Planning to claim Social Security at 65? Here's why you may need to rethink that

Richard Ropelewski |

Why people think there's something special about 65

The idea that 65 is the ideal age to start Social Security benefits isn't completely off the mark. When the program was originally created in 1935, people became eligible for benefits at 65. In the decades since, the government altered the program, allowing people to claim as early as 62 in exchange for reduced benefit checks. If they wanted the full benefit they were entitled to based on their work history, they would have to wait until their full retirement age (FRA), which started off at 65. They could also choose to delay Social Security until they turned 70, when they'd get their largest possible benefit.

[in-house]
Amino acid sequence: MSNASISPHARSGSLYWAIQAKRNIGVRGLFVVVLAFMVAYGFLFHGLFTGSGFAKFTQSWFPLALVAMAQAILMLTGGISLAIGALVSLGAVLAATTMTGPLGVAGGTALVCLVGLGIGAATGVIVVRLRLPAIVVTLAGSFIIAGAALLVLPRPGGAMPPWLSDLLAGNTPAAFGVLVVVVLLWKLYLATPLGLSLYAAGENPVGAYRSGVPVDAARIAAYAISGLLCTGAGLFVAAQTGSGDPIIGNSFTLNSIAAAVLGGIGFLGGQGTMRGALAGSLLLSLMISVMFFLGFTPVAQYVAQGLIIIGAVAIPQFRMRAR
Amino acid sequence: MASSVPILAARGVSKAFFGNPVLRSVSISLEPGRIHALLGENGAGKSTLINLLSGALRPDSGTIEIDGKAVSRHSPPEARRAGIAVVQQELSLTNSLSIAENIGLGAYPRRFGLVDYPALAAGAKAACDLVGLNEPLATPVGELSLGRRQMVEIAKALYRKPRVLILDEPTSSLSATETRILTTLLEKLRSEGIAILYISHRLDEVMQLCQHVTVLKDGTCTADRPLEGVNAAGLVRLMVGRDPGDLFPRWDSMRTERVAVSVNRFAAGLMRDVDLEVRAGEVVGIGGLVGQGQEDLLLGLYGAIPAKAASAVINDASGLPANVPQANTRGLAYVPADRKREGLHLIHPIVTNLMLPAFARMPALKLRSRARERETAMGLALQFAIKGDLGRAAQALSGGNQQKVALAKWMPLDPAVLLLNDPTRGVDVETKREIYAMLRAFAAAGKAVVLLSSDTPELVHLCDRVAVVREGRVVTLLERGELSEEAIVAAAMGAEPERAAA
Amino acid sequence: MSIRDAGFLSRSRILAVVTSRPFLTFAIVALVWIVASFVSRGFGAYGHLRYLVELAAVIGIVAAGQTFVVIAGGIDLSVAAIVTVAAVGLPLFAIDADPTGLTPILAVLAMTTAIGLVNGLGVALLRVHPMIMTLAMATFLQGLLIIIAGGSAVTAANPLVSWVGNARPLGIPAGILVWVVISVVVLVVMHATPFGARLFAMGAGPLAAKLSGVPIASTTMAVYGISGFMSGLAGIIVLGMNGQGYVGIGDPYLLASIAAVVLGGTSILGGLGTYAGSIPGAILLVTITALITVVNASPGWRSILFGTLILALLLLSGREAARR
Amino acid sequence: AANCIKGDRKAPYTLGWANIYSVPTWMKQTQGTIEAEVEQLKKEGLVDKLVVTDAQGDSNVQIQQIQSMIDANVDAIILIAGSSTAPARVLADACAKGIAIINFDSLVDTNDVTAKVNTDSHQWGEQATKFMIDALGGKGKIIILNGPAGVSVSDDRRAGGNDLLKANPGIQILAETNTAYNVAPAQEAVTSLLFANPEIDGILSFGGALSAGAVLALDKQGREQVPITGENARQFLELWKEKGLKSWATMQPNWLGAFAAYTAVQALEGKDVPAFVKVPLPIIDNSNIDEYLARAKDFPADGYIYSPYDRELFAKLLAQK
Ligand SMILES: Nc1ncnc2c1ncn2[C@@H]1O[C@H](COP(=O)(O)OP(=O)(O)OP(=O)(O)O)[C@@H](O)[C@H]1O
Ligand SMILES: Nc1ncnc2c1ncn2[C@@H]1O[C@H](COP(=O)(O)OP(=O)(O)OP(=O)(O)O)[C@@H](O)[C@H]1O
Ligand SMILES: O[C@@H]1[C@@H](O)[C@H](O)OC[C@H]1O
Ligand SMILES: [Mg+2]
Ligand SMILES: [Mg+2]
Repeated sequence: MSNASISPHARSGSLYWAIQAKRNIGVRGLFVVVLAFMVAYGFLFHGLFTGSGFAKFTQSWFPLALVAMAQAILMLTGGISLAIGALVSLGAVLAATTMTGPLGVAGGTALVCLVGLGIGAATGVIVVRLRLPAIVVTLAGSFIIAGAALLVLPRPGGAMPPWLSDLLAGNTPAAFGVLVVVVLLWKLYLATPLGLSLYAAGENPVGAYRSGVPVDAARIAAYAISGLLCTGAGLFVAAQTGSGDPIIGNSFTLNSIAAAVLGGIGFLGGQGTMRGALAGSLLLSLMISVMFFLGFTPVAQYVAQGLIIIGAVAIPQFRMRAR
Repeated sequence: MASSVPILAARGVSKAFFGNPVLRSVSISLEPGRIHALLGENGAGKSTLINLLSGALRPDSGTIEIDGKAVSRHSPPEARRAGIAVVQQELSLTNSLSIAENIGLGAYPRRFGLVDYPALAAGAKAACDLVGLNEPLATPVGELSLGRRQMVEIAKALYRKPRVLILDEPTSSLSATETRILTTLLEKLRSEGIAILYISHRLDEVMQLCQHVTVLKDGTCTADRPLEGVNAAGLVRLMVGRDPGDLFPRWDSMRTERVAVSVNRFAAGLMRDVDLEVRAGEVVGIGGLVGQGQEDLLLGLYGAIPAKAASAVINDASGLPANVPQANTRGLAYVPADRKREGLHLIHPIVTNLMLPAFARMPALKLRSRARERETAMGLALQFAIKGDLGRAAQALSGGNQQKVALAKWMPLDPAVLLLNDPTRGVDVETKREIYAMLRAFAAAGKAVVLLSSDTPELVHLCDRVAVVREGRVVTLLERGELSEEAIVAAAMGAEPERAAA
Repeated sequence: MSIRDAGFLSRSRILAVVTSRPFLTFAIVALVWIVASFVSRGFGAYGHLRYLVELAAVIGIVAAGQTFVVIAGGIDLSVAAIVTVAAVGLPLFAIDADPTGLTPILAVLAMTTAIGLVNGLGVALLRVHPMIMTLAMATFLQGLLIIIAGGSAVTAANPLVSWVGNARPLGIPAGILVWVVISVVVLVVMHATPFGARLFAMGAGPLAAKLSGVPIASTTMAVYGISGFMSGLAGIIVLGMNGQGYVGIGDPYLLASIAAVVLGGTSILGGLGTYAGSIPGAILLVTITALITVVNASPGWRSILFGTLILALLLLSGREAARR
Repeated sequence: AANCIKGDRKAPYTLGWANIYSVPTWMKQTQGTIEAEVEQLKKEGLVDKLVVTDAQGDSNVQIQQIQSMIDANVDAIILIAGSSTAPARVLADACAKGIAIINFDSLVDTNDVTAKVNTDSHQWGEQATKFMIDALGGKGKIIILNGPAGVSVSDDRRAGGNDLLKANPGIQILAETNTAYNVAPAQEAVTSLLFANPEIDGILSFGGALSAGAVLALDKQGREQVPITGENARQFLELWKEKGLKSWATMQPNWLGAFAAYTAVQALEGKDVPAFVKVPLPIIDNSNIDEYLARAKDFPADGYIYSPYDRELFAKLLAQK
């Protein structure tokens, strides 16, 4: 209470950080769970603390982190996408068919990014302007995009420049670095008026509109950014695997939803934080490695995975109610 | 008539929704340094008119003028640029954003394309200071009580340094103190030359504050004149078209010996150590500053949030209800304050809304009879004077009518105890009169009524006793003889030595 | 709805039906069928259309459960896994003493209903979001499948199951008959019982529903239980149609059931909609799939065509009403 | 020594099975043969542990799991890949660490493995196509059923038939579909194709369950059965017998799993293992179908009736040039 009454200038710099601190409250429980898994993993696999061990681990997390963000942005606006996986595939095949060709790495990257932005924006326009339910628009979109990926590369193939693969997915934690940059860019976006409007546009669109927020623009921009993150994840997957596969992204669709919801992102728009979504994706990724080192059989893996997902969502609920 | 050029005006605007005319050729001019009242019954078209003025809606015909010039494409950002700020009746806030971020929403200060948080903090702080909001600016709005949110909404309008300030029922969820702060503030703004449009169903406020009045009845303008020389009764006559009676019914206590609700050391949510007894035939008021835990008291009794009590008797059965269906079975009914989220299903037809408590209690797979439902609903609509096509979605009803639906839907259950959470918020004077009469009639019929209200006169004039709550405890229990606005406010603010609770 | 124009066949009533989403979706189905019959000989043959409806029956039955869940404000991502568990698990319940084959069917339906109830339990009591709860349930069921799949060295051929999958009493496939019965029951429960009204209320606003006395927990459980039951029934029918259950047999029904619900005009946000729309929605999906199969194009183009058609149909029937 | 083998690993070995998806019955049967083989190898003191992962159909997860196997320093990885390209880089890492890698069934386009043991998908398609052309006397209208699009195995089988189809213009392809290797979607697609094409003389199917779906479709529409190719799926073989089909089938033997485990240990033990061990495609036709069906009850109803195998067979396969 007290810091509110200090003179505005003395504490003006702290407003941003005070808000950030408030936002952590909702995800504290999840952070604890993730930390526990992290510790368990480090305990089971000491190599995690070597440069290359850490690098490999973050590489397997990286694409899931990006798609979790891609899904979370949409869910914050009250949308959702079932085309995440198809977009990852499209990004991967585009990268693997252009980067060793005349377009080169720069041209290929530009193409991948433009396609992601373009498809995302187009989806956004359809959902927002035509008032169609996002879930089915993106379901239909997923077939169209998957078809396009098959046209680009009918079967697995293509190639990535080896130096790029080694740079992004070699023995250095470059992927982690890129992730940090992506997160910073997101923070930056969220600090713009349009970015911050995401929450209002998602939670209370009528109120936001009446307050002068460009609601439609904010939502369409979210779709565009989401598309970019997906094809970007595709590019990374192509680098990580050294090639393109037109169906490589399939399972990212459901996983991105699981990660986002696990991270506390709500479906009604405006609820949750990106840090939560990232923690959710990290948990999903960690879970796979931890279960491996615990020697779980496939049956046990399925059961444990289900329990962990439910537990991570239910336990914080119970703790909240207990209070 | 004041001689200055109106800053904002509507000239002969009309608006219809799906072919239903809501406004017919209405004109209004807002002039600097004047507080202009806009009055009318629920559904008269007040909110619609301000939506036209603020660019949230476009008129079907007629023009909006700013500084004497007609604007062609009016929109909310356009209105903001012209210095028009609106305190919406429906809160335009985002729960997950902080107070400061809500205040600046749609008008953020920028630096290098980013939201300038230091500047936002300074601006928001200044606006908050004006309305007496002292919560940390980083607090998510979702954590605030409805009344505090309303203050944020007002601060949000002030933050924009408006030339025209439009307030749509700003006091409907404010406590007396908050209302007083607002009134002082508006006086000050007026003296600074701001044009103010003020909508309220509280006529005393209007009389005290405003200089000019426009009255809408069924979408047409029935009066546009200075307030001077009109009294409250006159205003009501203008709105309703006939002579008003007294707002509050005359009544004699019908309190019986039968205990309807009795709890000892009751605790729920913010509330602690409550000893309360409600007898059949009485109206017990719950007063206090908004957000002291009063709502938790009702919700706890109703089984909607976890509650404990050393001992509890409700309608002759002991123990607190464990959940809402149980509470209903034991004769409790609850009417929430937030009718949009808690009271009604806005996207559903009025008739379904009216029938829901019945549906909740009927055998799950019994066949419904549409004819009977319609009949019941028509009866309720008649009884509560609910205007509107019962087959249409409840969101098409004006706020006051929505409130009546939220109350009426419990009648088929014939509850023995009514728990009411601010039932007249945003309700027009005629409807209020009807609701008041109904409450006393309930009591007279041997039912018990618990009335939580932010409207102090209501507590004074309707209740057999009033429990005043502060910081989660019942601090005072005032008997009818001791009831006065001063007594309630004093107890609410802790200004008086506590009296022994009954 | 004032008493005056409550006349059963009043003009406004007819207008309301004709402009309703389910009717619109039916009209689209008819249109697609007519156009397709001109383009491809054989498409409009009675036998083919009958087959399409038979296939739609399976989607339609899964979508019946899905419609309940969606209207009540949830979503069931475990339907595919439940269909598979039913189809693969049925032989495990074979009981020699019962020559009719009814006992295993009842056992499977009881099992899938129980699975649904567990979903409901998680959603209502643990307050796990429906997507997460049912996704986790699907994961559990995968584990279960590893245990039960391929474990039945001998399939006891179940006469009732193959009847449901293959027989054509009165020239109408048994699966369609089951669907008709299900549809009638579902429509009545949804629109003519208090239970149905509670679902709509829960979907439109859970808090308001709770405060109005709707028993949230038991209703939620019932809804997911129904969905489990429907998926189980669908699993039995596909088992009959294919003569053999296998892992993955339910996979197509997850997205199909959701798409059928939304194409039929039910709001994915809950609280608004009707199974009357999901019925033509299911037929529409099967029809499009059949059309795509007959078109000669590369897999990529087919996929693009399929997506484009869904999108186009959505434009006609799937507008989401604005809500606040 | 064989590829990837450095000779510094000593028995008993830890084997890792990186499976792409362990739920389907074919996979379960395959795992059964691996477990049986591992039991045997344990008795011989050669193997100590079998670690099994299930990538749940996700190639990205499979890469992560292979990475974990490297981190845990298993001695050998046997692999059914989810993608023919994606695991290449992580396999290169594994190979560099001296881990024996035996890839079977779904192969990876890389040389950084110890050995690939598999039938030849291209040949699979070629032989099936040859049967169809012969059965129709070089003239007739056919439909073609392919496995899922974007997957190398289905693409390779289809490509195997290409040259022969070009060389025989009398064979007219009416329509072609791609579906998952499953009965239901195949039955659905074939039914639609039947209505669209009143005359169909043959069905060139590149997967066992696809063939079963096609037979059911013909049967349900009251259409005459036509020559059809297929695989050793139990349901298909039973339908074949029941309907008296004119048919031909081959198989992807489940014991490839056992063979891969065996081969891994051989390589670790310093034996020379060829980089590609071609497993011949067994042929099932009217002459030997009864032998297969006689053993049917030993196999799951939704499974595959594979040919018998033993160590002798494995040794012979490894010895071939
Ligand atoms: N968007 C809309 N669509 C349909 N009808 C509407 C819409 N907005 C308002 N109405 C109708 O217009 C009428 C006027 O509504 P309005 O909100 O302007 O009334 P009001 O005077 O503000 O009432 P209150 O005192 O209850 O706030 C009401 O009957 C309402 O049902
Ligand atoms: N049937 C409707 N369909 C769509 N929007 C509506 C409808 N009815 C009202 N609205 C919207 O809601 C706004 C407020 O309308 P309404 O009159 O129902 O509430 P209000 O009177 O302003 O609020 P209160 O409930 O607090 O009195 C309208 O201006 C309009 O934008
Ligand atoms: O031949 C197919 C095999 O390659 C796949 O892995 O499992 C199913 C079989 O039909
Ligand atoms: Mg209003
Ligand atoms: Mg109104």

These law changes also introduced a rising full retirement age because people were living longer and thus claiming Social Security over a longer period of time. Individuals born in 1938 or later have an FRA that's older than 65. For individuals born between 1943 and 1954, it's 66. Then it rises by two months every year thereafter until it reaches 67 for those born in 1960 or later.

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The opinions voiced in this article are for general information only and are not intended to provide specific advice or recommendations for any individual.